This is a story about building a house. Is that too glib? Perhaps it sounds like it is, but it’s not meant to be. Would it be better if I said it’s about lack of fulfillment? Well, that’s true too; it’s a movie about both, and at heart it’s a movie about people in love. All of these elements converge in Strangers When We Meet (1960), separate and unconnected when they initially come together, just as the title itself suggests, fuse and then diverge again at the close. Still, that climactic separation is not quite as clean or as complete as one might expect – after all, nobody and nothing can remain unchanged and unaffected by their experiences.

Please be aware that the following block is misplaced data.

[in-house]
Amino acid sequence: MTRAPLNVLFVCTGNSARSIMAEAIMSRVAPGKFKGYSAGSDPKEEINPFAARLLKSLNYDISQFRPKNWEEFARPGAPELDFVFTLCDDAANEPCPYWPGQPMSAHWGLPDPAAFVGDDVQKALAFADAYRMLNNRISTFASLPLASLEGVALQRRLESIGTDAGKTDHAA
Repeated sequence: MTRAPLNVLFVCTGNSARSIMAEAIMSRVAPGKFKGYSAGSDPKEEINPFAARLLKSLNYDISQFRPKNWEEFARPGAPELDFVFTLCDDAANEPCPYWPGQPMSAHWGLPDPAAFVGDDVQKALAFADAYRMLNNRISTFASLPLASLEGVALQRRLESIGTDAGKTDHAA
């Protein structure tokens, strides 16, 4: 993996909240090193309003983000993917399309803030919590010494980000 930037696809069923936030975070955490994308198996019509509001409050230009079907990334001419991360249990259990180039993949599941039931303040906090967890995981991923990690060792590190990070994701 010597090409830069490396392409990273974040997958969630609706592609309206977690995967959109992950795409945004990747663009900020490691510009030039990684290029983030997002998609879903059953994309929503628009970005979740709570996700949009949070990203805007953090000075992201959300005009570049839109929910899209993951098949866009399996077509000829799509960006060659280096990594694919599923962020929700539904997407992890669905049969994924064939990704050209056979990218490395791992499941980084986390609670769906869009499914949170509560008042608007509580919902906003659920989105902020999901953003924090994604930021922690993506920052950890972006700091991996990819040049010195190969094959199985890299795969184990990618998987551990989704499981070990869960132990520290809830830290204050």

The post-war suburban idyll, that’s the image we’re first presented with. A peaceful and prosperous looking street gradually filling up with chattering parents and children bustling along to the bus stop. They gossip and exchange small talk, bid a temporary farewell to the kids and then start to drift apart again, off to resume their day as the strangers they had been a few minutes before. But not all of them; architect Larry Coe (Kirk Douglas) lets his gaze linger a touch longer on the demure yet voluptuous Maggie Gault (Kim Novak), and she discreetly returns that slow-eyed appraisal. So there we have it, those tiny hairline cracks in the veneer of prim middle-class respectability are suddenly exposed to the glare of the early morning sun. I don’t suppose it’s necessary to go into huge detail regarding the plot here. Suffice to say that Larry and Maggie are both less than satisfied in their lives; she is married to a stiff and undemonstrative man while he feels suffocated by the twin pressure of unrealized professional potential and a wife (Barbara Rush) he blames for stifling his creativity. Therefore, we have two people struggling with what they think are unfulfilled lives, ripe for romance and risk. The trigger for it all, what tips the balance, is the aforementioned house. Larry has been given a commission by a bestselling novelist (Ernie Kovacs) to construct his dream home – something he seizes onto hopefully, as a drowning man will snatch at anything buoyant. It’s this that actually brings Maggie and Larry together, the building of the house proceeds alongside the blossoming of their illicit relationship, with its completion resulting in… Well, watch it yourself and see.